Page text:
Tristan smiled hopelessly and shrugged, causing Lee to roll his eyes and begin practicing his vocal warm-ups (he would be providing commentary for the game.)

“Hi, Pax.”

“Er, Bott,” Pax replied, not looking up from her porridge.

“I see you’re speaking to Gilbert again.” He shot a look at Sarah Gilbert, who was presently talking with Snape at the head table. It seemed as if the two were in a bit of a row.


“Right. Sorry. So, why didn’t you—”

“Tristan—I mean Bott—Look, about us….”

Tristan could feel his heart drop to the floor. “Please, don’t say it.”

“I’m sorry, but—”

“But what?”

She looked up at him slowly, her every move very controlled. “It was really cruel, but S—I mean, I’m sorry.” Pax shot out of her seat, tears running freely down her cheeks like many liquid diamonds. “Excuse me.”

“Pax, wait!” Tristan took off after her, pushing aside everyone who got in his way. Finally, he was able to catch up with her outside of the Great Hall; and when he did, he grabbed her knapsack strap and pulled her back. “Please, please don’t break up with me.”

“Why? Because it would ruin your reputation as a player?” she retorted.

Tristan knew she didn’t believe a word of it. “No, because I really like you. And I thought you liked me too. What happened?” He gently wiped the tears from her eyes and pulled her in closer.

For a moment she gave in; for a moment she let him hold her. And, for a very brief moment, their lips touched…but just for a moment.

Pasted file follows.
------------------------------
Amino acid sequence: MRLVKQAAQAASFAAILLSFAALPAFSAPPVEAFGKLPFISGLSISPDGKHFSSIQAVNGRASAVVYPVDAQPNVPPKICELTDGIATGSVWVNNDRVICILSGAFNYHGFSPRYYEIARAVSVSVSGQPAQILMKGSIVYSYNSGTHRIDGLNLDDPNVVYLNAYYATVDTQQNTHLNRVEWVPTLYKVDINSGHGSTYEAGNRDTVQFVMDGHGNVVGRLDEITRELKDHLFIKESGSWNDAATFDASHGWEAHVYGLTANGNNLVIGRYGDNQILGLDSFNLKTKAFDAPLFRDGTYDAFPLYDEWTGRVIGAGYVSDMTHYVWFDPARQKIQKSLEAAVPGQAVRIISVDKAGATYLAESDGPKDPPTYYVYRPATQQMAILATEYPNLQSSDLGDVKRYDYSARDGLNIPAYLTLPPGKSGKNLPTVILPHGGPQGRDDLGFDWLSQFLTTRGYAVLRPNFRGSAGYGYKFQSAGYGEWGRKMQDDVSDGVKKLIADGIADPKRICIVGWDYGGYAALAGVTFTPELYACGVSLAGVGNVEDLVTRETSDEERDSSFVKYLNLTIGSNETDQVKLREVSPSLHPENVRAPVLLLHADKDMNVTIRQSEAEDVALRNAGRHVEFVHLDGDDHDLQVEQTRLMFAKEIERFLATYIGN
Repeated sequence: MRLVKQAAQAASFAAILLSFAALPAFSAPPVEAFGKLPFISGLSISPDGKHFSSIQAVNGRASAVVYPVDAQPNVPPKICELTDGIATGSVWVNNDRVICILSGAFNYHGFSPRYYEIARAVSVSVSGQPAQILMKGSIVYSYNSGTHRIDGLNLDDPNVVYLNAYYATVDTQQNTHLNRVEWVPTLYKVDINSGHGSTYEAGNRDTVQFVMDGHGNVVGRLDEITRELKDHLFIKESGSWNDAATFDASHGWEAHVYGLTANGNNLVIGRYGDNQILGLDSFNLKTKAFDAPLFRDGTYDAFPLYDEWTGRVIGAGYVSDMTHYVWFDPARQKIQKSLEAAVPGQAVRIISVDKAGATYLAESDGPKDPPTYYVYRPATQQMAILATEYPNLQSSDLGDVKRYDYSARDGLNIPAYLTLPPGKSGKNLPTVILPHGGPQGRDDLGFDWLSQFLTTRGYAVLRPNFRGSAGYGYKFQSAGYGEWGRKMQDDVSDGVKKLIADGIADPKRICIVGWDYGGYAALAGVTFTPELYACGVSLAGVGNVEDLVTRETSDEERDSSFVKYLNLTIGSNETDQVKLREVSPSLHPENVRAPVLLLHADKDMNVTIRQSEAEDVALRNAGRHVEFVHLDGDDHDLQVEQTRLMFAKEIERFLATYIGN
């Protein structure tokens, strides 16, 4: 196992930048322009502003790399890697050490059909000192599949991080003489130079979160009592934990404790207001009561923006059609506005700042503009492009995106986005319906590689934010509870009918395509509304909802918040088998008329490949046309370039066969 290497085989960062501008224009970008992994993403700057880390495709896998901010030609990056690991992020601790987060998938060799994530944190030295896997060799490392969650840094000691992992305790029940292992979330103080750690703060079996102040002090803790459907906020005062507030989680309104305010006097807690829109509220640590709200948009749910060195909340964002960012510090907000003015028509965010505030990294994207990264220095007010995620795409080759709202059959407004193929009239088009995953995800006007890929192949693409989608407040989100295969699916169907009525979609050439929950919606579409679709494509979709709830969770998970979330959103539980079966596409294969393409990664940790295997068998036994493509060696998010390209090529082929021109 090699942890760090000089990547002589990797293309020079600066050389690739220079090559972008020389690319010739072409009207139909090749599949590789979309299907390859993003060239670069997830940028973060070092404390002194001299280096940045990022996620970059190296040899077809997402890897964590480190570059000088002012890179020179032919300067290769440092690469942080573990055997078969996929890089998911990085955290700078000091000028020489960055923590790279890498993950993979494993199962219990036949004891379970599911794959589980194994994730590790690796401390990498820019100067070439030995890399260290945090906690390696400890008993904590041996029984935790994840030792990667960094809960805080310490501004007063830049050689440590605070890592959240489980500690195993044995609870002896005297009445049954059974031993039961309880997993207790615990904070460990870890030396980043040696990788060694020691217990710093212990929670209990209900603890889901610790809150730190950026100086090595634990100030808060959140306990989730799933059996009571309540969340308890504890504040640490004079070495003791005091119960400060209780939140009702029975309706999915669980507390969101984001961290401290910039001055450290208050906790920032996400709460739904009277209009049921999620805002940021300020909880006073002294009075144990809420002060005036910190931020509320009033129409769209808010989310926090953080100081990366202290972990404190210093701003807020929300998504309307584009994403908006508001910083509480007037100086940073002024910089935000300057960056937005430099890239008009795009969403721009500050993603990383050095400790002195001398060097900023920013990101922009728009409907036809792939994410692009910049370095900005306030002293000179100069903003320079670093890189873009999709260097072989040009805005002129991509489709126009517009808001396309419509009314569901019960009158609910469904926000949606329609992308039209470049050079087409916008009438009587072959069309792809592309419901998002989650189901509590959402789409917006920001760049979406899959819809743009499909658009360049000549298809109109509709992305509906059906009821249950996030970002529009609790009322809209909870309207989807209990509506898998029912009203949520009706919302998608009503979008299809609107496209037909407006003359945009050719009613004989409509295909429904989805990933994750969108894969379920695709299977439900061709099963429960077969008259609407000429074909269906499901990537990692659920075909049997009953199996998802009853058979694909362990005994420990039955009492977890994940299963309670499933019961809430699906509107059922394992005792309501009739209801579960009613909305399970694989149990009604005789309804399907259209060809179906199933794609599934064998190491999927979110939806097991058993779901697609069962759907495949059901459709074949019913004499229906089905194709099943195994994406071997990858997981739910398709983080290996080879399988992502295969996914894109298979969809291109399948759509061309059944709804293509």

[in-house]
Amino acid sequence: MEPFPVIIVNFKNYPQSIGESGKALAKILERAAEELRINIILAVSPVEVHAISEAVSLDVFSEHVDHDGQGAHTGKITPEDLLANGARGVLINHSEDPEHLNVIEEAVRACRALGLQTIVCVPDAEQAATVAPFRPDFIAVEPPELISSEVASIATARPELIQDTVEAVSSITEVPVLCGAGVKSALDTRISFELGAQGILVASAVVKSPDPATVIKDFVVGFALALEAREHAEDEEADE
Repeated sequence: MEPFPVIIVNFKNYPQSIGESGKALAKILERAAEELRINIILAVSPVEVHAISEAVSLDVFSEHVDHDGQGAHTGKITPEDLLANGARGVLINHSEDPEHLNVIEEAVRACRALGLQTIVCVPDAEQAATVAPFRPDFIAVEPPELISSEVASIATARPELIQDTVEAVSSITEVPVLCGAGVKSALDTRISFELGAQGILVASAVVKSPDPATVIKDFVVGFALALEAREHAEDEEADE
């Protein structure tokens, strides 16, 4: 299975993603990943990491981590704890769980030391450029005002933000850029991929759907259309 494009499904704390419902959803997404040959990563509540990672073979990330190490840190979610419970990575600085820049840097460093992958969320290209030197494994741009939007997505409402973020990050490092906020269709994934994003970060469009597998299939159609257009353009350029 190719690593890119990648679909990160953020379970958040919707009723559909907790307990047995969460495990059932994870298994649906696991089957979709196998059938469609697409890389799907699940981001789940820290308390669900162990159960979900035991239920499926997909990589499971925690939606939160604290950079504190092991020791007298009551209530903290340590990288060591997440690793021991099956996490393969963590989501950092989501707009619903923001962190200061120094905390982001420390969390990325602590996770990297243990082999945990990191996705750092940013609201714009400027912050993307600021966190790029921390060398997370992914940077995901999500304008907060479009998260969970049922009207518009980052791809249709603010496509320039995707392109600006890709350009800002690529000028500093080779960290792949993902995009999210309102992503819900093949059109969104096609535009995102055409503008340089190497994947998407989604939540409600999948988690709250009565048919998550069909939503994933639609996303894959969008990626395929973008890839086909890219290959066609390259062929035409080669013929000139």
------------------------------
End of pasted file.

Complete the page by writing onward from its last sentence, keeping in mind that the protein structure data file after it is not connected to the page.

Pax pulled her knapsack out of his grasp and sprinted up the stairs, leaving a very confused, very heartbroken boy standing in her wake.

Reply With Quote
Sponsored Links
Old August 21st, 2007, 7:55 am
House_Elf_21  Undisclosed.gif House_Elf_21 is offline
First Year
Joined: 5345 days
Location: Online
Posts: 61
Re: The Unintentional Matchmaker

Chapter 14, Part I: Deep End

Tristan filed out of the castle with the rest of the students, but paid little mind to any of them. All he could think and care about was this odd aching sensation in his chest, as if something had been ripped out of him.

“Malfoy’s going to flatten them,” someone laughed.

“Yeah; Potter hasn’t got a prayer.”

“What do you say, Bott?”

Tristan turned and found a group of Slytherins ganging up on him. At the head of the group was a lsightly tossle-haired Alan. “What do you want, Alan?”

“Walk with us.”

“Why would I do a stupid thing like that?”

Alan’s cronies guffawed stupidly and cracked their knuckles. “Don’t want to dent that pretty face of yours, do you, Bott?” said Alan.

“Whatever.” Tristan turned and began to walk away, when he felt what was clearly a wand tip being pressed into his back.

“No one’s going to hear you, Bott; so don’t bother screaming like the little girl you are.”

“Little girl, am I? That’s funny, coming from someone who travels around in a pack like a big, fat sissy.” Tristan felt someone hit him hard in the back with a punching jinx. As he doubled over in pain, he could feel many hands grab him and begin to carry him off. He tried reaching for his wand, but they must have taken it out of his pocket. “Get off me!”

“Do you think the Giant Squid will eat him?” asked a hopeful first-year.

“Aren’t we going to get in trouble for this?” asked another.

Tristan began to wriggle even harder, though his whole body ached from the jinx. “What is this about?!” he yelled at the top of his lungs.

“Don’t play stupid, Bott…Oh, wait; I forgot: you are stupid.”